E-Scribe : a programmer’s blog

About Me

PBX I'm Paul Bissex. I build web applications using open source software, especially Django. Started my career doing graphic design for newspapers and magazines in the '90s. Then wrote tech commentary and reviews for Wired, Salon, Chicago Tribune, and others you never heard of. Then I built operations software at a photography school. Then I helped big media serve 40 million pages a day. Then I worked on a translation services API doing millions of dollars of business. Now I'm building the core platform of a global startup accelerator. Feel free to email me.


I co-wrote "Python Web Development with Django". It was the first book to cover the long-awaited Django 1.0. Published by Addison-Wesley and still in print!


Built using Django, served with gunicorn and nginx. The database is SQLite. Hosted on a FreeBSD VPS at Johncompanies.com. Comment-spam protection by Akismet.

Pile o'Tags

Stuff I Use

bitbucket, Django, Emacs, FreeBSD, Git, jQuery, LaunchBar, Markdown, Mercurial, OS X, Python, Review Board, S3, SQLite, Sublime Text, Ubuntu Linux

Spam Report

At least 236428 pieces of comment spam killed since 2008, mostly via Akismet.

YAPWF: Aaron Swartz's web.py released

Released today: web.py. (Source, documentation, backstory.)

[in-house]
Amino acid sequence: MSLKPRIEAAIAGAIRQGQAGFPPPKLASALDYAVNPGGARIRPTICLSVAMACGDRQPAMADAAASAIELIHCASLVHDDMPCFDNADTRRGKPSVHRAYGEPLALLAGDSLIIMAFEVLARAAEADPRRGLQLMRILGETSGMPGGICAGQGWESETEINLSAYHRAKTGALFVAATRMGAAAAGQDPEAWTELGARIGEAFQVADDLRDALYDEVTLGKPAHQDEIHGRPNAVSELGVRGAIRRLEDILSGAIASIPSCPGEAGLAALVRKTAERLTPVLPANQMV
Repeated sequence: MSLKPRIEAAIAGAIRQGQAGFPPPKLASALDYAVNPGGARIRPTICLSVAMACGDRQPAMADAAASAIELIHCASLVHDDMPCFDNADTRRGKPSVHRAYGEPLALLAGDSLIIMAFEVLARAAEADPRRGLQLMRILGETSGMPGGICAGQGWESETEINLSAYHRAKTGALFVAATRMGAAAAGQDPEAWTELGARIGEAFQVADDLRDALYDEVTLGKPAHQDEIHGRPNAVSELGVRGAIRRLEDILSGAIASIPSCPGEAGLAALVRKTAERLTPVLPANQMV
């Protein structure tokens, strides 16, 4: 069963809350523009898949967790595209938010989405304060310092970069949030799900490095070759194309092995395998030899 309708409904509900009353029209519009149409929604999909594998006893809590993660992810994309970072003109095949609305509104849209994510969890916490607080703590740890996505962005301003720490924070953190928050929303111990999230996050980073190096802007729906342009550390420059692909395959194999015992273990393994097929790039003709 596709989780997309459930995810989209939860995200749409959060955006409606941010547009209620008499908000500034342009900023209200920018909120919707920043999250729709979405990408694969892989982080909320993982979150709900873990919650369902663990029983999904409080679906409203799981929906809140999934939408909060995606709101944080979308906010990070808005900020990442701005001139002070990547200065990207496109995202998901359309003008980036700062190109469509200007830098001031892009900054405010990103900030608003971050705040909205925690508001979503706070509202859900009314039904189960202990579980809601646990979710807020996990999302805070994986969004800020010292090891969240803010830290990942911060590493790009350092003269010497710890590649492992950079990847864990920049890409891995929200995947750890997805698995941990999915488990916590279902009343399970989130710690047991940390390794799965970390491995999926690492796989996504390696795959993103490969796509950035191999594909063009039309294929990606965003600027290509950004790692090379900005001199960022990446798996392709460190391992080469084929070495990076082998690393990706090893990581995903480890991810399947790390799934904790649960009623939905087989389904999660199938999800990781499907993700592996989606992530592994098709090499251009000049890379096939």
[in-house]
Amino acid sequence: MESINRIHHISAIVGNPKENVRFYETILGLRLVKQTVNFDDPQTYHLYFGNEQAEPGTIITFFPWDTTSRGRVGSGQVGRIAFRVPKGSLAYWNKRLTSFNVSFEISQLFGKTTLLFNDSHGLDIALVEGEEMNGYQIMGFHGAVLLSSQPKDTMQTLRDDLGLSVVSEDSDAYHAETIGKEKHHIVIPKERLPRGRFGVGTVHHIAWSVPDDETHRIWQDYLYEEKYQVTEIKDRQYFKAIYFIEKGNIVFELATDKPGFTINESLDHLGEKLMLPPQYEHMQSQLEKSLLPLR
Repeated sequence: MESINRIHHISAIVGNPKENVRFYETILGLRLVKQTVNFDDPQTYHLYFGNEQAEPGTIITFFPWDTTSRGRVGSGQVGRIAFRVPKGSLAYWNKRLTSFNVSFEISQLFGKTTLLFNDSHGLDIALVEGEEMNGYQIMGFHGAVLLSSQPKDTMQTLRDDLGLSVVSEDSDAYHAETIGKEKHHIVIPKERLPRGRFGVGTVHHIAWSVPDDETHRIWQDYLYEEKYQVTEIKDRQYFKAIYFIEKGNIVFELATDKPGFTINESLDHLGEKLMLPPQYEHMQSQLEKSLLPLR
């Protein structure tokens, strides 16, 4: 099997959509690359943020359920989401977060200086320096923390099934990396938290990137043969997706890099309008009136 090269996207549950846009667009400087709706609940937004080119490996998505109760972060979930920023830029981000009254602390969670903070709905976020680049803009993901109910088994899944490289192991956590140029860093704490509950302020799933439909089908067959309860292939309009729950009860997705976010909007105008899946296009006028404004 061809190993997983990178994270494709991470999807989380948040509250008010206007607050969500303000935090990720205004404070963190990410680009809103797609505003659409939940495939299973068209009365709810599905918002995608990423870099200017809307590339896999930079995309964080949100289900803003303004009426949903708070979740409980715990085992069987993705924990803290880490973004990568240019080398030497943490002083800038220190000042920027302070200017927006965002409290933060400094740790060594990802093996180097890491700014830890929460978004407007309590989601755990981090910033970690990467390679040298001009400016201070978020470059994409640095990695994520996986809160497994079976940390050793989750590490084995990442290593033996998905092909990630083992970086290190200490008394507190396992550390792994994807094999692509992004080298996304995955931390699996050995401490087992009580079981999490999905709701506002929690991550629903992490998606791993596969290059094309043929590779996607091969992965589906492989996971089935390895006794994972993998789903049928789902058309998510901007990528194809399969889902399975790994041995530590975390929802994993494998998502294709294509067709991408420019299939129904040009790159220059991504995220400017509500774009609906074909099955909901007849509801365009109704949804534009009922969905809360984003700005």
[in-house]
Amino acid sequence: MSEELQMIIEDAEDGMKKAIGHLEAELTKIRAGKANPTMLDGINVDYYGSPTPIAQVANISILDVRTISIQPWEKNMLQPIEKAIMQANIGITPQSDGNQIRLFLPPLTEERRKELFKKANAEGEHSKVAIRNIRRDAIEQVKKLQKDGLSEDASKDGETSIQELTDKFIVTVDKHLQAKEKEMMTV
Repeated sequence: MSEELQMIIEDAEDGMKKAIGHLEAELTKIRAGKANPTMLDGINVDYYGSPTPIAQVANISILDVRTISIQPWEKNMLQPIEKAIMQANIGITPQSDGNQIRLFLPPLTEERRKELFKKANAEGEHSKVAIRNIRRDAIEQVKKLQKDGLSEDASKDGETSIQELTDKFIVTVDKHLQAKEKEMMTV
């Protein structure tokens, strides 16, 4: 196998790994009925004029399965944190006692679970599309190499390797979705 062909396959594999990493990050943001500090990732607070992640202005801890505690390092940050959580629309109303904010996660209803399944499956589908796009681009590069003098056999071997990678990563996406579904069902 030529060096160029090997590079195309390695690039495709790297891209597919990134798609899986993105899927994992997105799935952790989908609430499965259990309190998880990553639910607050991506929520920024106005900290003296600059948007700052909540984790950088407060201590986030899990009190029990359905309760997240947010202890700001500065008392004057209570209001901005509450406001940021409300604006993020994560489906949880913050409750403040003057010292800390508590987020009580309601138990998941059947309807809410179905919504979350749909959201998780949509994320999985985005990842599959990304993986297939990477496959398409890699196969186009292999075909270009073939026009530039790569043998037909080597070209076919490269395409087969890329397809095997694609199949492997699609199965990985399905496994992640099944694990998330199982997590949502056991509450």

Even though everybody (including Aaron) refers to this as a framework, it's a lot more library-like than most of the frameworks it's ostensibly competing with -- by design, it seems. It's very compact -- only about 1000 lines of fairly dense Python. (About 275 of those are a template for pretty error pages adapted from Django though.)

Personally, I find the compact, all-in-one style very appealing. Less for a newbie to absorb and less for an experienced user to keep track of. Yes, it does require a template engine and a database wrapper to be useful, but the core is still extremely lean.

I'm very curious to see how web.py grows. Will users demand built-in ORM and support for other databases? Templating alternatives? Form validation? Admin tools and auto-generated CRUD? And as those things get added, will web.py asymptotically approach Turbogears, or Django, or ... ?

It's conventional to sigh and groan when a new Python web app framework is released. I don't know that I'll use web.py for anything beyond the obligatory test run, but I know that Aaron motivated some good little changes in Django while he was wrestling with it and birthing web.py.

In the end I think that whatever small amount of energy dissipation web.py causes will be more than offset by the ideas that it (by which I mean Aaron, really) injects into the discussion of what a web framework should be and do.

Tuesday, January 3rd, 2006
+ +

Comment from Adam Hayward , later that day

Sorry for the off topic post, but I really dislike the way you use strikethoughs to denote visited links.

Thanks for the news about web.py!

Comment from Paul , later that day

I really dislike the way you use strikethoughs to denote visited links

Noted -- I may go back to color change instead.

And you're welcome!

Comment from Anonymous , later that day

yeah, nice post ... but damn I hate those strikethrougths too

Comment from Raymond Lutz , 1 day later

Just to point to this YAPWF: spiffy from Wilfredo Sanchez, http://www.wsanchez.net/blog/archives/000091.html

' haven't check it...

Comments are closed for this post. But I welcome questions/comments via email or Twitter.